For example, this week, Sen. Amy Klobuchar introduced a sweeping anti-trust reform bill
. The ramifications down the line could be huge and change the way these platforms operate and monetise. Many outcomes are possible. Will Facebook be broken up? How much data can they use for advertising (in Europe, for example, the GDPR has restricted this to a large degree since 2018)? What if Amazon can’t make its own products anymore? What if Google’s not allowed - by law - to copy a smaller company’s idea? (Did I say “copy”? I meant “get inspired by”. Sorry). What if platforms were forced to move away from advertising altogether, and focus more on user than advertiser? Scott Galloway (yes, I’m addicted to the guy) has for long called for Twitter to do a subscription model
than be reliant on ads.
It’s very exciting to think about this. Basically, the free reign tech platforms have got for a long time, could be legislated away. Unlikely, but still. Platforms have done themselves no favour, losing support among employees, public, media and government (it must take something really special to unite this group of Democrats and Republicans).
If you need more examples, look what’s happening Down Under. The Australian government basically wants Facebook and Google to pay news outlets for utilising news snippets
. The platforms cry hoarse, saying they can’t operate that way and that they will need to leave the country. Calling their bluff, PM Scott Morrison says they’re welcome to leave, and MS Bing has jumped in on the opportunity saying “yeah, we’ll comply, mate
Now, that might seem small and isolated, but if it happens, it could unleash a tidal wave, other countries might follow suit. Indeed, GDPR’s bigger impact might be felt beyond its jurisdiction of Europe
. This could put Google in quite the spot, which is probably why it tried to develop a solution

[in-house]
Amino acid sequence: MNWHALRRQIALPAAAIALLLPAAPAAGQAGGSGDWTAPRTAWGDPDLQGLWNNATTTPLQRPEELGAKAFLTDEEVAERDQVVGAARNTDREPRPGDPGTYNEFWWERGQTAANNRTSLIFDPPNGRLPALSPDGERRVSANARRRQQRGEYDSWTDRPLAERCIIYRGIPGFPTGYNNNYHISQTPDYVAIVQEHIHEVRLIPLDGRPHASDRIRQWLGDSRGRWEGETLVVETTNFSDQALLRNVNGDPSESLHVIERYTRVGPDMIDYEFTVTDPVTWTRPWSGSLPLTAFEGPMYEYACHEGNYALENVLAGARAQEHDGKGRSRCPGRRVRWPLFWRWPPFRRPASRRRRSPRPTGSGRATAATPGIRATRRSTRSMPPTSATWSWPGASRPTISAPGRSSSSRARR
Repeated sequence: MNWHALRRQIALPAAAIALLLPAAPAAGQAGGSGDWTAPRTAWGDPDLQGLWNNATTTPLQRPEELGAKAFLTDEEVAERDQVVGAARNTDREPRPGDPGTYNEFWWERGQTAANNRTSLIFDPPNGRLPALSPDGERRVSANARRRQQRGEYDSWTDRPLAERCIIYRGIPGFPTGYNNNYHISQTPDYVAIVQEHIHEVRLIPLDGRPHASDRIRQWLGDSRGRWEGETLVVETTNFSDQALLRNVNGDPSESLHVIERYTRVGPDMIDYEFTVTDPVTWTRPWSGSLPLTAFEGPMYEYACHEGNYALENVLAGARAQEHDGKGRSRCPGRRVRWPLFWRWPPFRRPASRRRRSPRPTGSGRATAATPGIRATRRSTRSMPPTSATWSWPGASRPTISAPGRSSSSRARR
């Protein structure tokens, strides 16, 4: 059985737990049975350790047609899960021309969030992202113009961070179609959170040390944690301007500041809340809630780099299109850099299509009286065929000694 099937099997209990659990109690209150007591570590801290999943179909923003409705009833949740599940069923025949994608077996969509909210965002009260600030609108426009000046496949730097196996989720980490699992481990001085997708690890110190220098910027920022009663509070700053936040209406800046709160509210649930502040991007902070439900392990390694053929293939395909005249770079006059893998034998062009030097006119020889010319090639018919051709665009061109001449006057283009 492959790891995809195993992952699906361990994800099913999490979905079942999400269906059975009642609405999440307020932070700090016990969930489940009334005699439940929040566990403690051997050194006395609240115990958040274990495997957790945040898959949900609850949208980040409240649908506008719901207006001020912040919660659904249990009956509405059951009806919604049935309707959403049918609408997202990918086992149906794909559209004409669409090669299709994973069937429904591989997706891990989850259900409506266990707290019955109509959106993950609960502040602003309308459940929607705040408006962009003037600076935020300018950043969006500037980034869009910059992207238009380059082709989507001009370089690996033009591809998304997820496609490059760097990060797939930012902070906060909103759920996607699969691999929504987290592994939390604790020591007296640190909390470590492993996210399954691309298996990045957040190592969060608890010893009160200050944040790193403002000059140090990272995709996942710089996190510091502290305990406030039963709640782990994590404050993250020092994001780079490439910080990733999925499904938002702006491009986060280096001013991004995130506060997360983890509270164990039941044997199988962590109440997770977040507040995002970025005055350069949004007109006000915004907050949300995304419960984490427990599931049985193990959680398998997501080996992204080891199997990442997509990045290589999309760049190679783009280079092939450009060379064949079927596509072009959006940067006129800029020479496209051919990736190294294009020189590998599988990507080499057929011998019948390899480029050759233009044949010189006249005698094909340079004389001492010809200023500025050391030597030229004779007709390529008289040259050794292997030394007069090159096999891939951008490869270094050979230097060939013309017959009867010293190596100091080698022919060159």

which is still
likely not going to pass Aussie muster.
Again, I emphasise - sweeping legislation anywhere in the world is unlikely. But with the public and governments growing increasingly vary and aware of Big Tech’s overreach, it’s not improbable. And several things that got them to their current positions (asset-light, easy scaling, plug-n-play for advertisers) could work against them.
Another threat is by other
players and here’s where we realise all the platforms are kinda different. Last year, Apple, with its zealous stance on privacy, said an update would give users the opportunity to opt out of data collection by Facebook - leading to Zuck to cry foul and hilariously paint themselves as champions of small businesses (more on that in Issue 27 of Things of Internet
). Honestly, more than users / advertising leaving en masse or governmental legislation, that’s when I thought these platforms were truly fragile. If it weren’t for its strong enterprise play, Microsoft’s Office - dominant for decades - would have been trounced by Google Docs, much like how its own Internet Explorer obliterated Netscape all those years ago. Who knows what a Facebook could do tomorrow that might render, say, Apple obsolete (it sounds ludicrous right now, but so do many things that look perfectly logical in hindsight - tell anyone in 2005 that Samsung would be a bigger mobile player than Nokia and Blackberry). Each of these platforms has the scale and ambition to do something to completely render the other obsolete.
But the biggest issue, I believe, is not external, but internal.
Over the last few years, I think the biggest critics of Big Tech have been from the company themselves. From Google’s historic 2018employee walkout
protesting protection of sexual predators, to the recent push for unionisation
, littered with frequent protests around controversial government projects and racial inequality - the “smartest people” that Galloway spoke of, are having enough. Just a few days back, two engineers quit Google
over its controversial firing of a black AI scientist. It’s likely more are on the way. Just Google up (yes, I know) “Facebook employee quits” - you’ll find reasons ranging from inaction on misinformation, to profiting off hate, to more. Movies like Social Dilemma
have painted these companies as villains and working in one now is akin to working in, say, the oil and gas industry.
Basically, not where the best and brightest want to be. This, for me, is the biggest threat to Big Tech - more than an advertiser boycott (too small a drop), activist shareholders (ineffective with current voting patterns), government (too long a fight and Big Tech has more lawyers), or even each other (with all the anti-trust eyes on them, companies will be vary of stepping on each others’ toes too much and the seeming united front helps).